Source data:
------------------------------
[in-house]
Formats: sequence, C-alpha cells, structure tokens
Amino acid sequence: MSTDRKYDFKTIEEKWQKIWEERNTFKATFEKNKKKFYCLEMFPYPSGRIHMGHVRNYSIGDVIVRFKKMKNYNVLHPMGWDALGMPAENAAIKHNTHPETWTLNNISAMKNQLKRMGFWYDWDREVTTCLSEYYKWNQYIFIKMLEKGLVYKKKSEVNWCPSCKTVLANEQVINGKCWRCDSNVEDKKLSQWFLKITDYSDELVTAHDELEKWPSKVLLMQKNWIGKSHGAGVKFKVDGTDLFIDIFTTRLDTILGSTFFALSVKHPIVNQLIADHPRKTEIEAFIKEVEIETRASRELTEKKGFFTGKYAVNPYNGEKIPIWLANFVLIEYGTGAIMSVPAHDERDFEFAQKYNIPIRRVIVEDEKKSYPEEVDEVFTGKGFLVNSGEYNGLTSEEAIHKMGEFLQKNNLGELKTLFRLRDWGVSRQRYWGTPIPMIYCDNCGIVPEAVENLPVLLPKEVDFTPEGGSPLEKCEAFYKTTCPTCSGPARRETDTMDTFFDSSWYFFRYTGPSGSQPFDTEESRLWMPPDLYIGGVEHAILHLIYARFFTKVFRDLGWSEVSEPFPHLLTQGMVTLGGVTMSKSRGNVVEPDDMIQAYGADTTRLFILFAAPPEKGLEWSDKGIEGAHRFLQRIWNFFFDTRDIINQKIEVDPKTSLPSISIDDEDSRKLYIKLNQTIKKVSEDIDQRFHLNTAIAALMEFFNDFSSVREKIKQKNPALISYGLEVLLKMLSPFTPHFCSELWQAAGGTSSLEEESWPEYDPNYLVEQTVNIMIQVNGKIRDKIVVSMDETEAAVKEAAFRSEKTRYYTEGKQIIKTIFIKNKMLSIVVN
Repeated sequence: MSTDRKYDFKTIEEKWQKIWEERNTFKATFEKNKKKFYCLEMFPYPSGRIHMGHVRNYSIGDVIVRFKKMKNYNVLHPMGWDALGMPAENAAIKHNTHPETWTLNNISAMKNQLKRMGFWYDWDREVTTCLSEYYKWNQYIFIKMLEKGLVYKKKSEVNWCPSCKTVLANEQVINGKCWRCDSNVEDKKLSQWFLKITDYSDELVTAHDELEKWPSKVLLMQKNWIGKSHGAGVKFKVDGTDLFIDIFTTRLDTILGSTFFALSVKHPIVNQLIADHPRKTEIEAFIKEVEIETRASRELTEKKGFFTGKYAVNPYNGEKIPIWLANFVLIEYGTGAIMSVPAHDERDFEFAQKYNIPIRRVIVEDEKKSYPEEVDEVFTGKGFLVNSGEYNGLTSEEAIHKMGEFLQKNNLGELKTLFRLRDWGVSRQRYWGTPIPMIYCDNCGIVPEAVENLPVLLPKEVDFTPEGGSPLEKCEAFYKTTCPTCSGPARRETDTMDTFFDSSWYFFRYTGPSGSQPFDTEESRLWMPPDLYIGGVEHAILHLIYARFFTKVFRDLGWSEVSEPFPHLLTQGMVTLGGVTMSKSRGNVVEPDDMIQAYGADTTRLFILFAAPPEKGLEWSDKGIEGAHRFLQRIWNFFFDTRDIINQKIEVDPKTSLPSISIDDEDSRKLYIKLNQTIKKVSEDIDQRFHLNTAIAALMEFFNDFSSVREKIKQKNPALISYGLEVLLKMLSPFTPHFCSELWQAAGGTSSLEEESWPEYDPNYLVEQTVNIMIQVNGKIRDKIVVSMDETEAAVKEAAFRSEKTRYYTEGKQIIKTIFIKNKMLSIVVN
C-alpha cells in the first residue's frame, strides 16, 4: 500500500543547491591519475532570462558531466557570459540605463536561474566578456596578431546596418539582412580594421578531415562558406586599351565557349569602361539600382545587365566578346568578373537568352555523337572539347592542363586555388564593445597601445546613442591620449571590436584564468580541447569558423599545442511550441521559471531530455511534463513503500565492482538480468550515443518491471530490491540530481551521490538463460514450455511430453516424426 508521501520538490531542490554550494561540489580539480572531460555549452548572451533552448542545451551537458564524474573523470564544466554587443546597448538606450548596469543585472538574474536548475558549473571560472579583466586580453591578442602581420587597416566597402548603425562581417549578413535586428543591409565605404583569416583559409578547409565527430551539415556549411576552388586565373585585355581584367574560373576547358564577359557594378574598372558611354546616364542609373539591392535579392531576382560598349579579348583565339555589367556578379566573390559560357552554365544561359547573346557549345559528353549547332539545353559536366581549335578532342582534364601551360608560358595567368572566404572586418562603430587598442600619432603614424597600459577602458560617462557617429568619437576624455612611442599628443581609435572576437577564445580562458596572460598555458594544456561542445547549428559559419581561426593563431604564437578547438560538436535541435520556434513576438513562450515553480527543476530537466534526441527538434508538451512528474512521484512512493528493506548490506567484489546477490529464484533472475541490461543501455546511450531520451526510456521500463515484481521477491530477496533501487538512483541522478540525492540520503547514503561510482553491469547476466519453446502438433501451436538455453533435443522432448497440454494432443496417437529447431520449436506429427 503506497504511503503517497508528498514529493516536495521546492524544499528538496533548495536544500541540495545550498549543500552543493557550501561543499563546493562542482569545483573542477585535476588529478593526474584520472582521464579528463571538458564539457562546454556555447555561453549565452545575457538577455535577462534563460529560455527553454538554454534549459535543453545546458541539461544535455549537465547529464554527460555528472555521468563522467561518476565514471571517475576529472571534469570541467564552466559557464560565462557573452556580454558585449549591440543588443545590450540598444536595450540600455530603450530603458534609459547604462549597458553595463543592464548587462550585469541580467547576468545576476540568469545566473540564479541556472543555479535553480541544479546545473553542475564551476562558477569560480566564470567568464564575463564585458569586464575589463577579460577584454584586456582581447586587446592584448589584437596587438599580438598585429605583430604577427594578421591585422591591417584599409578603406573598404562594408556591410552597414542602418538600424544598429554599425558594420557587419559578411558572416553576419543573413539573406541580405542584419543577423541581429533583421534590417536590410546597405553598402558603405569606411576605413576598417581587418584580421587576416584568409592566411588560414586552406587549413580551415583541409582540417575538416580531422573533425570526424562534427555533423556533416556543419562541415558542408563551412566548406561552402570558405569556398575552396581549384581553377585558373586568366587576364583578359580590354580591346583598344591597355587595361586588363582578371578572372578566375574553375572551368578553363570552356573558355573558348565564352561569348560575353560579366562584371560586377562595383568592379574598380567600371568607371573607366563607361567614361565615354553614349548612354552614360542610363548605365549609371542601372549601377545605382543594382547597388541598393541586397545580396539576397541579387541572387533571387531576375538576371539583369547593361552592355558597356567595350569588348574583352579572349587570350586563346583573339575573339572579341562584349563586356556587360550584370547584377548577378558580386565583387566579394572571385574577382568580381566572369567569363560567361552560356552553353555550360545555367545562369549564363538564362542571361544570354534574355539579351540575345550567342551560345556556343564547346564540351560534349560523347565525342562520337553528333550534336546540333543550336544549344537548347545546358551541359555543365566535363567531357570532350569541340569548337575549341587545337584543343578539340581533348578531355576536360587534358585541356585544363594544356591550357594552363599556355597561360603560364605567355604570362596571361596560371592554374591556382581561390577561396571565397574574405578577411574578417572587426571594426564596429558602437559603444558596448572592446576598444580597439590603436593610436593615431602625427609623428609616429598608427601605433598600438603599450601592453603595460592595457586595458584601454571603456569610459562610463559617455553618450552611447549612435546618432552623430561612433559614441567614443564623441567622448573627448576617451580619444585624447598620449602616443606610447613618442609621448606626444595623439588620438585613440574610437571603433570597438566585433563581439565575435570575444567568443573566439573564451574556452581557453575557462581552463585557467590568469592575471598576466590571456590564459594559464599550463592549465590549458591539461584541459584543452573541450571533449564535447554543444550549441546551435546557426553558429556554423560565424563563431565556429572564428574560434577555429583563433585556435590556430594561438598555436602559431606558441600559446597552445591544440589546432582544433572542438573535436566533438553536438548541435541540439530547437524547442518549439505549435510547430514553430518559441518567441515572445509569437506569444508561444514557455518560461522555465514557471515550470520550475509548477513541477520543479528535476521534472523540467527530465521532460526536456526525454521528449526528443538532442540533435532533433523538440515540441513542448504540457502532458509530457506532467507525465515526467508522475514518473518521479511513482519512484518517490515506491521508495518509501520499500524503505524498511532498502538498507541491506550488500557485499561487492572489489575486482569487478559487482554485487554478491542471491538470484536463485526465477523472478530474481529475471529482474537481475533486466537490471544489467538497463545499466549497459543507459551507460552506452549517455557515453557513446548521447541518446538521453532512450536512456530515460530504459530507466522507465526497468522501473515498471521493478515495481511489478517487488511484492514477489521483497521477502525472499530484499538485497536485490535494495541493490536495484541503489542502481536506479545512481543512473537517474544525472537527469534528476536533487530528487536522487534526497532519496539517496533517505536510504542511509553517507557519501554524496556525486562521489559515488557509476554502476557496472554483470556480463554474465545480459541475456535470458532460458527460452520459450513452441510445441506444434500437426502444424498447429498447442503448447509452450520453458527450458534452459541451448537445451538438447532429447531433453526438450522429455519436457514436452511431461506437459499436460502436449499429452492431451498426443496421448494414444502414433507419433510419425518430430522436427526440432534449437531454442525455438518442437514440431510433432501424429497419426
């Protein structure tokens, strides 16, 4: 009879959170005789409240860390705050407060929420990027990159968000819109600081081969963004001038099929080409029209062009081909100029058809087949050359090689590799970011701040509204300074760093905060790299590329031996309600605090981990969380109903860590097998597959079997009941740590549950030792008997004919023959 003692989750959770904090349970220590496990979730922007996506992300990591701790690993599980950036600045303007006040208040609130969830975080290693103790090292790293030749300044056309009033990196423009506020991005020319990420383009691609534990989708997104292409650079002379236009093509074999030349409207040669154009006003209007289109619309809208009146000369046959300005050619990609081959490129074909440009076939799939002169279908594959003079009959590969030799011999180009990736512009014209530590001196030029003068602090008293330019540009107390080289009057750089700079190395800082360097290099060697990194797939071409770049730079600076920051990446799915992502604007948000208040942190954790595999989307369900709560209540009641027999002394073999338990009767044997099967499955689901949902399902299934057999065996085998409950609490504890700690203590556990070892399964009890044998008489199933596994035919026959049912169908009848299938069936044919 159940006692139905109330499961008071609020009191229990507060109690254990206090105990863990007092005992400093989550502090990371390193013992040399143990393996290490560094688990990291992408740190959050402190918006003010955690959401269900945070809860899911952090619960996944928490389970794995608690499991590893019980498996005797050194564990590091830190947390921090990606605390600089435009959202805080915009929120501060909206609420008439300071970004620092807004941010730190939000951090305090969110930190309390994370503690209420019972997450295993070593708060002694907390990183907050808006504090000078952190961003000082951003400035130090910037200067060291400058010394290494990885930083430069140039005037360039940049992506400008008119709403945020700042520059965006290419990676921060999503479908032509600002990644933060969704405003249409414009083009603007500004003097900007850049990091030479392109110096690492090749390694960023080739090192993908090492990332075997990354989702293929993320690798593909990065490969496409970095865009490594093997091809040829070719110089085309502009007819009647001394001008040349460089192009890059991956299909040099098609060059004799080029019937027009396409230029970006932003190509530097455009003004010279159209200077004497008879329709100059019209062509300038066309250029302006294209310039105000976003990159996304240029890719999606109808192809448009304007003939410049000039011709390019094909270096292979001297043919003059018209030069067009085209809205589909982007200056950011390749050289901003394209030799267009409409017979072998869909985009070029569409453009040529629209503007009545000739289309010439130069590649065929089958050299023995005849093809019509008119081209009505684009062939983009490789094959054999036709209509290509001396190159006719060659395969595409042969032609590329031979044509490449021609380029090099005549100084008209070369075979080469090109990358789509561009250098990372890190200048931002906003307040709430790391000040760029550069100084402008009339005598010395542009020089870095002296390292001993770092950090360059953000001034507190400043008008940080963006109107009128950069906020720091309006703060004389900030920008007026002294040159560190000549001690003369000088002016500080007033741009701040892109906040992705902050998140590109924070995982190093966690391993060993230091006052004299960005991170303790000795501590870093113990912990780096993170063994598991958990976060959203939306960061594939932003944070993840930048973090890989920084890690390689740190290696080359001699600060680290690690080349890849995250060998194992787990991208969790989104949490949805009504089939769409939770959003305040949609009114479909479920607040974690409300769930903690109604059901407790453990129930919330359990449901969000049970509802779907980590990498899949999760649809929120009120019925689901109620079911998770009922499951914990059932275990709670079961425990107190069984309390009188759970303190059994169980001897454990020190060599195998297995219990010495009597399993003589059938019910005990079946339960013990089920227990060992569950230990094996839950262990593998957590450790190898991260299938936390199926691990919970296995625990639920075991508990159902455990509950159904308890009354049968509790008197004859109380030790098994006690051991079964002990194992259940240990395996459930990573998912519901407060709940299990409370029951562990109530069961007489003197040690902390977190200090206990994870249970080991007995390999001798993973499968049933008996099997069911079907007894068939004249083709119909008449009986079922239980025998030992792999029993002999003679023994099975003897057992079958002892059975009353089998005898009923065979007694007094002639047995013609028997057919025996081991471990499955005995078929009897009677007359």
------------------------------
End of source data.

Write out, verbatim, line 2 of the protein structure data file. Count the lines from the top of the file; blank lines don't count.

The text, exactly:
Formats: sequence, C-alpha cells, structure tokens